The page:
The power of words


Reading and watching the news recently, with all the dark and deranged things going on (Gaza, Ukraine, Boko Haram, etc. etc.), it got me thinking not only about those things but about the various reactions to them. In the UK, as I guess everywhere, there’s been a fierce debate about the situation in Gaza and Israel’s role in it. And there’s been a lot of anger expressed, and many remarkably fixed and certain views about who’s doing what wrong and what they should really be doing instead.

I say ‘remarkably’ because, personally, I think the Palestine-Israel problem is a hugely complex, difficult and entrenched one that many more informed and well-placed people than me have proved sadly unable to untangle and resolve. Which makes it like an awful lot of other problems in the world. And yet people seem indecently, enthusiastically quick to take sides and to paint a black-and-white picture of victims and villains. Sometimes that bias is open and acknowledged, and sometimes less so, but more often than not it’s there in so much of what’s being written and said about Gaza and elsewhere.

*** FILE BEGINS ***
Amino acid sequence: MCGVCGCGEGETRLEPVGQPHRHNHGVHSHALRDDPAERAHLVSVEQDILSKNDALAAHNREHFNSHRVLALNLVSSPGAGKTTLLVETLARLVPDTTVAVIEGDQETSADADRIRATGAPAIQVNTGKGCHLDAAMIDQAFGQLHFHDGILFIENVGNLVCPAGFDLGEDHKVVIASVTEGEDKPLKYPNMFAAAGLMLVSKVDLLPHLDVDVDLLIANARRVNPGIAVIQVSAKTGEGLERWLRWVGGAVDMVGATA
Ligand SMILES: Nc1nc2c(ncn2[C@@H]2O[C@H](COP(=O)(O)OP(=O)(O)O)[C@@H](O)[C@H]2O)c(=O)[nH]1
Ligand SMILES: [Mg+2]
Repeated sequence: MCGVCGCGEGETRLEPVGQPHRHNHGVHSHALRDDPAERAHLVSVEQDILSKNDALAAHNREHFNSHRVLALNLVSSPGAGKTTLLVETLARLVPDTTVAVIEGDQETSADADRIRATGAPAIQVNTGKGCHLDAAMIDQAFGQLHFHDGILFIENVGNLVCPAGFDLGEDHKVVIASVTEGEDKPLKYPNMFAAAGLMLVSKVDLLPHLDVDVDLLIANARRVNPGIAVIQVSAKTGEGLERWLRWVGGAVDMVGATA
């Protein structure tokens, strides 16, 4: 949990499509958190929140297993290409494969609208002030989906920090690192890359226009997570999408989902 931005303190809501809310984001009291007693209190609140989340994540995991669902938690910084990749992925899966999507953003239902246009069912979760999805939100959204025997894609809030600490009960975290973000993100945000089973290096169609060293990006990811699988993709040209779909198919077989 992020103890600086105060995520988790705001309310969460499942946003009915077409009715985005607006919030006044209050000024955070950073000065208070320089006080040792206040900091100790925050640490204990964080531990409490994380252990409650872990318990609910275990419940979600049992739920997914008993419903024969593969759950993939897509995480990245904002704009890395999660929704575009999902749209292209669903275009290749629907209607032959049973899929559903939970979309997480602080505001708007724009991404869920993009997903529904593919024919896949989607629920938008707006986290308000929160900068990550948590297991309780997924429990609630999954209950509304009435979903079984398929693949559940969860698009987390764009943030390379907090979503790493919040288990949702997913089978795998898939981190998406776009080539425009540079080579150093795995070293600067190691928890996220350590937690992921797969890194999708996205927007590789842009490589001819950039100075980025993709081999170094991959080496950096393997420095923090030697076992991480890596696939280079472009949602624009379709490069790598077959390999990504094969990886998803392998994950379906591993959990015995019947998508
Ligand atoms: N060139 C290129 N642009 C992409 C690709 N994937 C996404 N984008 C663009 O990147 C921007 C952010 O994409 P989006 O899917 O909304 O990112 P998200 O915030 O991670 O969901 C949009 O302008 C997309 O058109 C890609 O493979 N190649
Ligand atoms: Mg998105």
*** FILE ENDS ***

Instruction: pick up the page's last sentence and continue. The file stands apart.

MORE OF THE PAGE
And often that bias is shown in something as subtle as the writer’s choice of words. Take these examples.

A particular point of view is reported by the media. If you agree with that point of view, it’s a viewpoint, a perspective or an explanation. A response. Perhaps it’s even just telling it how it is. But if you disagree, then it’s propaganda. And that propaganda is peddled by a lobby.

If an individual, group or country continues with a controversial course of action in the face of strong opposition, and you approve of it, you might say they are being principled, resolute or robust. Perhaps courageous. If you don’t agree, you’re more likely to say they are being dogmatic, doctrinaire or divisive. Possibly even callous.

Whereas if that party changes its approach following criticism, and you agree with that, then you would probably describe them as responsive, humane or flexible. They’re listening. But then, hang on, they might be weak, indecisive, inconsistent or bending with the wind. Quite possibly unreliable or unprincipled. Oh dear.

And anyone putting over a different point of view might kindly be called thoughtful, open-minded or impartial. Or then again, less kindly, branded an apologist, a dupe or a useful idiot. The might even be a denier, which is almost always bad, whereas a contrarian is generally better.

Writers should be aware of the power of words; and I’ve no doubt many of the above examples are used in full knowledge of their impact and subtext, deployed deliberately to support a particular point of view. Other times they are used less artfully, an unconscious choice that may reveal more about their user’s beliefs and pre-conceptions that they imagine.

No wonder words should be used with care.

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